Yes Please by Amy Poehler
Published October 28th 2014
In Amy Poehler’s highly anticipated first book, Yes Please, she offers up a big juicy stew of personal stories, funny bits on sex and love and friendship and parenthood and real life advice (some useful, some not so much), like when to be funny and when to be serious. Powered by Amy’s charming and hilarious, biting yet wise voice, Yes Please is a book full of words to live by.
I love Amy Poehler and I really enjoyed Yes Please. I laughed a lot through out the whole book and I kind of wished Amy had another book I could have read right after. After seeing so many people saying that the audio book was amazing and better than actually reading the book, I wish I would have grabbed the audio book of Yes Please. But I really loved the book overall and I would definitely recommend it.
This week I’ll be recommending one of my favorite nonfiction books and one of my favorites of 2016.
Wonder Women: 25 Innovators, Inventors, and Trailblazers Who Changed History
by Sam Maggs
Ever heard of Allied spy Noor Inayat Khan, a Muslim woman whom the Nazis considered “highly dangerous”? Or German painter and entomologist Maria Sibylla Merian, who planned and embarked on the world’s first scientific expedition? How about Huang Daopo, the inventor who fled an abusive child marriage only to revolutionize textile production in China?
Women have always been able to change the world, even when they didn’t get the credit. In Wonder Women, author Sam Maggs introduces you to pioneering female scientists, engineers, mathematicians, adventurers, and inventors—each profile a study in passion, smarts, and stickto-itiveness, complete with portraits by Google doodler Sophia Foster-Dimino, an extensive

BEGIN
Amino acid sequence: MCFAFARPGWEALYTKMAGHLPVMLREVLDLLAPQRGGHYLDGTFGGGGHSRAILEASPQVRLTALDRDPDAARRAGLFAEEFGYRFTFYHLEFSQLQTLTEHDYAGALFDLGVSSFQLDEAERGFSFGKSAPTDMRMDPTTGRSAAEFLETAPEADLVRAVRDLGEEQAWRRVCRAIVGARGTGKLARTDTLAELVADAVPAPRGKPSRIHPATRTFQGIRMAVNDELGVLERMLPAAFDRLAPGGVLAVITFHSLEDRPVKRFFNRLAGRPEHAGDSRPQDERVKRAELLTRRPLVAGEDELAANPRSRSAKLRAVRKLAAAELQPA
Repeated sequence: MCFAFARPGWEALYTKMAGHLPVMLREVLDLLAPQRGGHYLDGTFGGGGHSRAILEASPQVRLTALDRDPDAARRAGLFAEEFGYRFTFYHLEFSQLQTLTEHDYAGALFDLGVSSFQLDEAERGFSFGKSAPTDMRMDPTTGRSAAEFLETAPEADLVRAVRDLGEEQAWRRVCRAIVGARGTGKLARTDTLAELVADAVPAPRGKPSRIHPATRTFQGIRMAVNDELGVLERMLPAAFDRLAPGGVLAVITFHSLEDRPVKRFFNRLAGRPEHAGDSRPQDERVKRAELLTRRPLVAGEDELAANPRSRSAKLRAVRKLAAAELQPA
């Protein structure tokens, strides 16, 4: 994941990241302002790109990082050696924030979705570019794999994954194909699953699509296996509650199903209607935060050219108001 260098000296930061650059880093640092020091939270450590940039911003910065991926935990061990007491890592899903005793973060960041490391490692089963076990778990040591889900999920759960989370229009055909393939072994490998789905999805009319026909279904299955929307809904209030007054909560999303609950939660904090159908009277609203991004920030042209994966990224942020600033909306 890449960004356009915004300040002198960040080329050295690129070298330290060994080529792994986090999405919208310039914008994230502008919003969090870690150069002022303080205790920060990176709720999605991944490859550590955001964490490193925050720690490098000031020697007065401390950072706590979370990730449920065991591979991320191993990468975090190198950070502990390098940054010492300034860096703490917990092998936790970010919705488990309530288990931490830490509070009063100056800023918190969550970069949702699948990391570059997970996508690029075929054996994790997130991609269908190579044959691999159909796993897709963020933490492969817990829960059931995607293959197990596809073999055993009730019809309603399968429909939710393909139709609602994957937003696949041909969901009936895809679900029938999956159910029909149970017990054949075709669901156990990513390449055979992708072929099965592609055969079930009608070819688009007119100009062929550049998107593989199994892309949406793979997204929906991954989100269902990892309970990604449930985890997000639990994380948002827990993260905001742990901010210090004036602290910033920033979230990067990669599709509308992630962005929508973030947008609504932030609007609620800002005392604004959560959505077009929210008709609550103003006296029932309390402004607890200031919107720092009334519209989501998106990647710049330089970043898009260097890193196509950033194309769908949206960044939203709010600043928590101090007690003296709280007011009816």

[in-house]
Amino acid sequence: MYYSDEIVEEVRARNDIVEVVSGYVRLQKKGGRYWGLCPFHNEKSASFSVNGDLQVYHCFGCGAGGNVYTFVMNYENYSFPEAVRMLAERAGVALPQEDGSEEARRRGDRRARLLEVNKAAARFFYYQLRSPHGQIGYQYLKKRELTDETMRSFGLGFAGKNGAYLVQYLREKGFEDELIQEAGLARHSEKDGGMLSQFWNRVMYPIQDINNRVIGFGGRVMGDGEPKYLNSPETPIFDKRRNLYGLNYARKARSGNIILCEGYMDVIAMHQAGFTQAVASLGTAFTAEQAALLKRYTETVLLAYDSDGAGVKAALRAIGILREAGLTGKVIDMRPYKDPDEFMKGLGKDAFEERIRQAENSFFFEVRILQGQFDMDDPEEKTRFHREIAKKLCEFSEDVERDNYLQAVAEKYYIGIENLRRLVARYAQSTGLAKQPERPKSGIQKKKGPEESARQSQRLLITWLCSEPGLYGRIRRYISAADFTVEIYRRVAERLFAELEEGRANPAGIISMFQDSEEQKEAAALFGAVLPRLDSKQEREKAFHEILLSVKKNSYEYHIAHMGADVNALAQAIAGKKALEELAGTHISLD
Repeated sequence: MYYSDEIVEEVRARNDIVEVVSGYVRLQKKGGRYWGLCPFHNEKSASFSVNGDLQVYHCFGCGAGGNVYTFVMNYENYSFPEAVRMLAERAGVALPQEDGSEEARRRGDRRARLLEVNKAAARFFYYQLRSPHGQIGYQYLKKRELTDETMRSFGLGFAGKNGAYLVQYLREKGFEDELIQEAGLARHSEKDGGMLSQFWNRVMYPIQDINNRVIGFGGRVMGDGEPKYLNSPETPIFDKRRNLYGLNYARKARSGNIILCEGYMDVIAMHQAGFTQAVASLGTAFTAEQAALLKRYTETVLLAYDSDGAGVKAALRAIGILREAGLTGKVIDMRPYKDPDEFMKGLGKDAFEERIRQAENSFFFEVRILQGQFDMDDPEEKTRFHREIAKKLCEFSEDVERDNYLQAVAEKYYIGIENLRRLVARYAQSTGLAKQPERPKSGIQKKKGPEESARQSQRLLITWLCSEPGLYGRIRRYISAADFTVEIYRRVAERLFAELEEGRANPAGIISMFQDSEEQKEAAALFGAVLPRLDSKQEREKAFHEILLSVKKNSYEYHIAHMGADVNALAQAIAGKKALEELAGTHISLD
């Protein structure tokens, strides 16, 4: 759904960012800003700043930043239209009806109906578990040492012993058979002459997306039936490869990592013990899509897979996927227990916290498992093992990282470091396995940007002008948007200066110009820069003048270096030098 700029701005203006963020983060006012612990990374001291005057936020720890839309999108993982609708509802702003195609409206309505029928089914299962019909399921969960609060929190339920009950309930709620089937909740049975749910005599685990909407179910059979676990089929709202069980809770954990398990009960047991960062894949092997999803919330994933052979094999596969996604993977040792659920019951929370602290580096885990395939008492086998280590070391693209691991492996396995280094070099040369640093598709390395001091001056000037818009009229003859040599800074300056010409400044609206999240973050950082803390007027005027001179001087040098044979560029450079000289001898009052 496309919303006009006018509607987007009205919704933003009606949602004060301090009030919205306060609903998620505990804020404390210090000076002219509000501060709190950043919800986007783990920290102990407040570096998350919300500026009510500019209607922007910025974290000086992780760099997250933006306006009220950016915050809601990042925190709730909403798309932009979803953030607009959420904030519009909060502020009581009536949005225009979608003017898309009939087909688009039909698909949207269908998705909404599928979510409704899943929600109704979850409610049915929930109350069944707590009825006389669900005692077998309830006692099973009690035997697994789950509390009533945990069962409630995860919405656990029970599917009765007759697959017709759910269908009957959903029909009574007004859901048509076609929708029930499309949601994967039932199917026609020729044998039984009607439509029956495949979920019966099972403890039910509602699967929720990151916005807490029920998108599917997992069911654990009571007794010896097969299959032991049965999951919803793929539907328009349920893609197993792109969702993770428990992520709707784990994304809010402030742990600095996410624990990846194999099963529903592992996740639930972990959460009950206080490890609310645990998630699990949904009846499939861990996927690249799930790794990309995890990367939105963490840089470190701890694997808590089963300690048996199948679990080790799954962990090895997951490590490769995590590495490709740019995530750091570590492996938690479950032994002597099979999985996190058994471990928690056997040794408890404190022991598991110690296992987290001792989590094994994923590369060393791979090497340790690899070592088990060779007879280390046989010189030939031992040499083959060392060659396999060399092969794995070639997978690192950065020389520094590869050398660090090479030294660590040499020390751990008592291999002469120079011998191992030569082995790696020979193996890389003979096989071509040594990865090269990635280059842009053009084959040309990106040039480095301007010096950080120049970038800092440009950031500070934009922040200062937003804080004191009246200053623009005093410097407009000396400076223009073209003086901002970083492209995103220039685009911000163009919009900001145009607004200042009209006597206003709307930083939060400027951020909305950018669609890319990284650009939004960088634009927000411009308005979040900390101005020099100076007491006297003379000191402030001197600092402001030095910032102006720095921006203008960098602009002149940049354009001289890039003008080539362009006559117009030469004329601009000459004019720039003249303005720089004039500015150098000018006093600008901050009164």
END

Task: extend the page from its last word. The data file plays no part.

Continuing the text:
bibliography, and a guide to present-day women-centric STEM organizations.
Prior to reading this book, I’d only heard of a couple of the women mentioned (Marie Curie and Amelia Earhart). I might not have paid attention to lot of my history classes in school but I would have remembered these women if I had been taught about what they’ve done for the world.
The fact that so many of women’s impact on history has been throw aside and disregarded upsets me so much. But thanks to Sam Maggs, we can educate ourselves on some of the women that changed the world. Sam clearly did a ton of research for this book and it shows. It’s extremely well written and fun to read. I’ve learned so much about history because of this book and I can’t recommend it enough.
Love Sick by Cory Martin
Published February 9th 2016
At 28, Cory Martin thought she had it all, a budding career as a writer in Hollywood, an apartment of her own, and a healthy obsession with yoga. But when she found herself on the floor of her apartment wailing into the phone, ‘but I don’t want to be sick,’ her entire world came crashing down.
A doctor had just revealed that she had Multiple Sclerosis, a potentially debilitating disease, her good friend was getting married that weekend and the only people she wanted to call were her parents. In a time when she was supposed to be coming into her own as an adult, all she could think was who’s going to want to marry me now?
As she embarked on a medical quest, subjecting herself to countless MRIs and a painful spinal tap that landed her in the ER, Cory simultaneously threw herself head first into dating. She was determined to find love before the disease took over her body. But no matter how many doctors she saw or men she met there would never be a cure for MS. And if you think it’s hard to get the guy you’re dating to give you a ride to the airport, try getting him to drive you to the hospital. Add to that an unfortunate incident with a blue thong and a cute young doctor, and Cory quickly realized that learning to deal with MS would take a whole lot more strength than a ring on her finger could ever provide.
Love Sick is a smart and witty account of dating while navigating a life of uncertain health. Writing from a place of strength and vulnerability, Cory Martin faces her fears head on with humor and grace. Her tales are real life. There is no magical ending and no grand epiphany. Instead it is her desire to be loved and feel normal that makes her journey so poignant.
I don’t often read nonfiction so I was really excited to start Love Sick.
I found it incredibly interesting to read about someone else’s life, especially someone who has so much experience in things that I’m not familiar with. I thought Cory did a really great job telling her story and her experiences. I thought the writing was very smooth and easy to read.
I thought this was a really fantastic read and Cory is very inspirational.